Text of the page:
Many high school athletes around the country dream of making a big play or setting a PR in the state championships. Some get their opportunity to shine. For others, they don’t cross the finish line in time.
But, across Lane Tech athletics, many athletes were denied the chance to finish their state playoffs due to the 11-day Chicago Teachers Union (CTU) strike.
Six Lane teams were not eligible to compete in the Illinois High School Association (IHSA) state series, due to IHSA rules and regulations.
The soccer team, fresh off of a city championship victory, was hoping for a long run in the state playoffs. IHSA rules deemed all CPS soccer teams ineligible, and they were not able to compete. IHSA declined an appeal hearing from the soccer teams on October 21.
“It was very disappointing because this year we won city and we built up all this confidence and we thought we actually had a really good chance to compete against these suburban teams that are really good,” said senior goalkeeper Jacob Bozek, Div. 080.
The soccer team was not the only team that ended their state playoff dreams before even starting their state playoff run. The girls’ volleyball team was also deemed eligible to compete in the state playoffs.
“We are all really upset. We were all looking forward to state and worked hard all year to get there so when we were told we couldn’t play everyone was shocked,” senior outside hitter Ruby Kulovitz, Div. 072, said.
After the strike ended, Head Girls Volleyball Coach Pablo Lopez scheduled one final practice for the team.
“The final practice was to, I don’t know, enjoy some more volleyball until it was all said and done. We wanted to be able to say goodbye to the season the right way,” Coach Lopez said.
The girls’ golf team qualified a golfer for state, but Noel Feller, Div. 152, was not able to compete due to the timing of the strike. Feller, like other all other athletes, was not able to contact her coach over the strike to do strict strike rules,.
“My coach is telling me, ‘Oh, there might be a strike, and that might mean I can’t go with you, which means you can’t go,’” Feller said.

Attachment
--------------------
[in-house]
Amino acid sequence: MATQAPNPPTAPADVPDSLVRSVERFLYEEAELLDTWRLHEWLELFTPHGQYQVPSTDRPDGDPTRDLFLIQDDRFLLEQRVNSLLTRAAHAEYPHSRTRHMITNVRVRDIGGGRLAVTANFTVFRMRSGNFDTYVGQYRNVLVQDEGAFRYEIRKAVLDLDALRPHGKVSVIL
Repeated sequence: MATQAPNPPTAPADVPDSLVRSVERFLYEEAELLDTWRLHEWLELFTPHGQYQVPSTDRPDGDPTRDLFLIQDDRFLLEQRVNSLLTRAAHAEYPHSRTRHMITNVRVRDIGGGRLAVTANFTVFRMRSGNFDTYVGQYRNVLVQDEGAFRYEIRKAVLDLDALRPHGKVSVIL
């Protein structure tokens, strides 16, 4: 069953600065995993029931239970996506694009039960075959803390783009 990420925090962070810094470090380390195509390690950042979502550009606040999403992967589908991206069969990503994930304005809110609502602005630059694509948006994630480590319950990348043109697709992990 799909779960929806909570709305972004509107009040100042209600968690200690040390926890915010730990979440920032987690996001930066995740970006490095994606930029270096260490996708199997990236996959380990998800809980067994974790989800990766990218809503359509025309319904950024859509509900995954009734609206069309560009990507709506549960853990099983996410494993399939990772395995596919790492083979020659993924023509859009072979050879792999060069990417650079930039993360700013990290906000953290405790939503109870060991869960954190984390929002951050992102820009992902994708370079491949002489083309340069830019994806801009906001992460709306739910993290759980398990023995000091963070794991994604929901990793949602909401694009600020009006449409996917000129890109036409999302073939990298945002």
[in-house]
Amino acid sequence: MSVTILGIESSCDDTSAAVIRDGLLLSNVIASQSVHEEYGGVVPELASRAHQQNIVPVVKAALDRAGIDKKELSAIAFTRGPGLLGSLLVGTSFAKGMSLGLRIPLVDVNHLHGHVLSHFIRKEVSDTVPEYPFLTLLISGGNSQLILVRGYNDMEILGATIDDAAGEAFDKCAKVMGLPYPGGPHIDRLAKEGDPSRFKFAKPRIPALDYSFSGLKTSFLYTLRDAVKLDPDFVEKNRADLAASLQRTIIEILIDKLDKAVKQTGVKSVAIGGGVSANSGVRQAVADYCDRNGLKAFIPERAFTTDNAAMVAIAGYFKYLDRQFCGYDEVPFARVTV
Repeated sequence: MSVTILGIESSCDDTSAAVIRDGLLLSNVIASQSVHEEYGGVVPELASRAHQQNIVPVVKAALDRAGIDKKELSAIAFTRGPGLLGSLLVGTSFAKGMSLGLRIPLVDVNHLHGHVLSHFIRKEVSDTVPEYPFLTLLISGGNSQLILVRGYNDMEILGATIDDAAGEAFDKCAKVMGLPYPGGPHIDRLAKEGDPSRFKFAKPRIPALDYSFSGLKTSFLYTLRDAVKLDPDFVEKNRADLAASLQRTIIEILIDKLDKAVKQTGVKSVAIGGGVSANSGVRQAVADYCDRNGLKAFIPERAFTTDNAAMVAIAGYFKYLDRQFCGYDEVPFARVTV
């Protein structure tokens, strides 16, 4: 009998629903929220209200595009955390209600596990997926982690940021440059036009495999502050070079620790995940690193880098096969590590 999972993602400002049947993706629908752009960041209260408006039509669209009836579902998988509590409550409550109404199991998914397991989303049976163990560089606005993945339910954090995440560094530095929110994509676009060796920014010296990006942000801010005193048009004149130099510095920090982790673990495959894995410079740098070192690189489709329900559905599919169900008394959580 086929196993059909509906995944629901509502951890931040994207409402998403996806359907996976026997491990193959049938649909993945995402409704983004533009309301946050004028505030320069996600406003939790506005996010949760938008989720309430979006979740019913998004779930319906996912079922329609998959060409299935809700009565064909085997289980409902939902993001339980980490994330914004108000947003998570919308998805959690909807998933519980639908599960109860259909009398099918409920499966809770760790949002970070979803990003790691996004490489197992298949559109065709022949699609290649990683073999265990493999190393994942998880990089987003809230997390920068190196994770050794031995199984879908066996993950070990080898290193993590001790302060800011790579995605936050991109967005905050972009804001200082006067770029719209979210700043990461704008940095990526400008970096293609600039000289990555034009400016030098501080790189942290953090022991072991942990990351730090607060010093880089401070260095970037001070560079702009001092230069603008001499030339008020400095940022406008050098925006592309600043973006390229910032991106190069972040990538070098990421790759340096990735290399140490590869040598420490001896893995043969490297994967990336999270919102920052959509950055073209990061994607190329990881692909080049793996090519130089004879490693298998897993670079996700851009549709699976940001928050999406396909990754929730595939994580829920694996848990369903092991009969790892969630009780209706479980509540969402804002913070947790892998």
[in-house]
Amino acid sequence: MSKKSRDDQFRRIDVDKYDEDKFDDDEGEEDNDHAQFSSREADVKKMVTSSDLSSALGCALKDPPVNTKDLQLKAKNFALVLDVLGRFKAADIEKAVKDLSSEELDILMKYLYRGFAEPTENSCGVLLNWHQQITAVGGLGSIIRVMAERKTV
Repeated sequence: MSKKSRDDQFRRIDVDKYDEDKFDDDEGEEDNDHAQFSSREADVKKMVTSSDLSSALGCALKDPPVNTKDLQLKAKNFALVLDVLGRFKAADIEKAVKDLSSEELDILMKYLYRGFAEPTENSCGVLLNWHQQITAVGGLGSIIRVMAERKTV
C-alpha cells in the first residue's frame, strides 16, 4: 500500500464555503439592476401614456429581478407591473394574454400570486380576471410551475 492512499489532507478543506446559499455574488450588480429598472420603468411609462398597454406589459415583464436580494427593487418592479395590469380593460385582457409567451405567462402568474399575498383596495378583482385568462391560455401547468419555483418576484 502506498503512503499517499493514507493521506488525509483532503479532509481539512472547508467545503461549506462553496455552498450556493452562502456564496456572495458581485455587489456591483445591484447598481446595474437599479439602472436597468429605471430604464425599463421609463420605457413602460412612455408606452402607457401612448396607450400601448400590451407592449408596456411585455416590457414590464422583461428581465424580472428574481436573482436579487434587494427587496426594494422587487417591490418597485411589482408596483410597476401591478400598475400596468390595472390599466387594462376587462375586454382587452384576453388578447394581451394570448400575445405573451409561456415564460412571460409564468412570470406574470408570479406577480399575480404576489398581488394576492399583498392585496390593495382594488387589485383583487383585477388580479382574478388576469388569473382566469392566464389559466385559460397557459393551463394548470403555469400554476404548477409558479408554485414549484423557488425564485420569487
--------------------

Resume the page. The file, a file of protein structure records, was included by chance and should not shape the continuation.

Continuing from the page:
“It’s not like my athleticism is coming from my coach,” Feller said. “It’s coming from me, so I didn’t know why I needed to compete with that coach specifically.”
Feller’s coach, Brian Hofman, agreed it was very sad that she could not compete. “It was very disappointing,” Hofman said. “She worked very hard to qualify for the state tournament and it was very disappointing that she was unable to go.”
The boys’ golf team also had to forfeit a state golf qualifier. Junior Ian Flores was coming off a great round at sectionals but was unable to compete at state. His head coach, Robert Hirsch, felt very bad for Ian.
“He was the only boy from CPS to qualify for state this year, and to not be able to see him play at State was an abrupt ending to the golf season,” Hirsch said.
The girls’ tennis team was slated to compete in sectionals to attempt to get team members into the state tournament. However, like many other teams, they were denied the opportunity to do so.
Many Lane teams were affected by the strike, but even for teams that did not qualify for state, the cancellation of the end of their season was disappointing.
The football team did not qualify for the state playoffs. However, due to the strike, the had to cancel their final regular-season game against Al Raby.
“I was extremely disappointed because not only was it my last game, it was also our senior night game and that’s a game that some kids wait for their whole lives and throughout high school,” senior defensive back and wide receiver Leo Rosenfeld, Div. 080, said. “It’s a really big game, so, I don’t know, I just wish that we could have played in it.”
The girls swimming and diving team is still hoping for a state playoff run. Their season runs later into November. However, they had to have two weeks with no official practices (some teams still practiced without coaches), which hurts teams tremendously.
So, as the lights at Lane Stadium shut off, and the season switches to winter sports, many Lane athletes are left wondering, what could have been.